Cyberia has used its local reputation to expand its business regionally, undertaking everything from website design to turnkey installations in any area of data communications and internet services. The company has done work in Saudi Arabia and the Gulf and is about to open an office in Amman. ‘We’ve expanded beyond Lebanon into consultancy and other projects,’ says Bohsali.
To a great degree, however, the internet explosion in the Middle East is still a revolution waiting to happen. Casual, consumer users are no substitute for the corporate customers who are going to put serious money through the system. Despite a definite popular appetite and a fascination with technology, the Middle East has a long way to go in this respect. Says Bohsali: ‘It’s a different world altogether, in scale and development. It’s still a luxury. It’s nice, but it’s not obligatory.’
Arabia Online does not anticipate a boom in business just yet either but it will be well-positioned to capture a share of it when it does materialise. ‘We are more focused on market share than revenue,’ says Zeine. ‘Advertising and sponsorship are related to use. We are concentrating on the user community first.’
The link-up with Alwaleed could provide a readymade stream of content if the Saudi investor decides to leverage some of his international media interests in a link-up with Arabia OnLine. Alwaleed has holdings in News Corporation and Arab Radio & Television which could constitute the bones of a regional combine akin to the mega-mergers now taking place in the US and Europe. It is still early days, however. ‘I think this will take place when the business grows,’ says Zeine. ‘There’s not much going on on that front at the moment.’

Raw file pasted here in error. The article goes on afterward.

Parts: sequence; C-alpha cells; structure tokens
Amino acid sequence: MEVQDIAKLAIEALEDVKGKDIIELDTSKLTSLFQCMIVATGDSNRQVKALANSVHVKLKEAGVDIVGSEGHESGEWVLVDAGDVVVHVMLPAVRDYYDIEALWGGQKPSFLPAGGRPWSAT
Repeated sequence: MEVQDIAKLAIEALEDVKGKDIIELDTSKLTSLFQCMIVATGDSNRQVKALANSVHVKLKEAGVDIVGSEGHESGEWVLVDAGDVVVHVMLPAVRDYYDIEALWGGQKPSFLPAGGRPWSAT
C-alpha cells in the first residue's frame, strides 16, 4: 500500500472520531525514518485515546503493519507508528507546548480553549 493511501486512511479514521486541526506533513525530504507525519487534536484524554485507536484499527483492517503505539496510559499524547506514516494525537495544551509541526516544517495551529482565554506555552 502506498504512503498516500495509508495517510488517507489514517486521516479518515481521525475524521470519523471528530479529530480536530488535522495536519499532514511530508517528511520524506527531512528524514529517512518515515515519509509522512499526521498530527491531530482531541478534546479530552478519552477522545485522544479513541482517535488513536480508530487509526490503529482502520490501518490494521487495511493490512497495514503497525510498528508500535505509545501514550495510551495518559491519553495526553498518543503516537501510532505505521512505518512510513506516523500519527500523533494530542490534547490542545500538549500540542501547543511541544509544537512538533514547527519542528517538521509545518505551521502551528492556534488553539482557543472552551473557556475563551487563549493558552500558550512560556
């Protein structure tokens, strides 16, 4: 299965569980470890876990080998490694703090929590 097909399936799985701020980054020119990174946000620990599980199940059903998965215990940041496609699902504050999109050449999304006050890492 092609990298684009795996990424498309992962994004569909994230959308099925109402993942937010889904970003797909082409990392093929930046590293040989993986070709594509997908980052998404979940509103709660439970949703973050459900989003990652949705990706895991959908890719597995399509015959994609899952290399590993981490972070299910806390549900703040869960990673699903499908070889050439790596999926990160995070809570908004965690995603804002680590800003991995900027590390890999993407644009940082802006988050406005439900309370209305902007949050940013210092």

Large-scale e-commerce, which is running into its first problems in the more advanced economies because of the slow uptake, is also a distant prospect for the time being. Credit card use is spreading rapidly in the region but per capita penetration, let alone usage, is far below international averages. The cost and complexity of setting up an efficient e-commerce enterprise is still a deterrent and the legal protection available to such businesses is non-existent. ‘The system does not help,’ says Bohsali. ‘The word electronic is not mentioned in our laws.’
Legal frameworks to monitor e-commerce are still under development in the leading OECD economies so this shortcoming is hardly a critical factor delaying progress in the Middle East, where internet banking, for example, is already available. And, as usage increases and the volume of traffic rises, the region will almost certainly reflect more closely the trends already evident in more mature markets. When it catches up, the critical mass it achieves should be the trigger for a flood of new investment that will swamp the spending seen in the sector so far.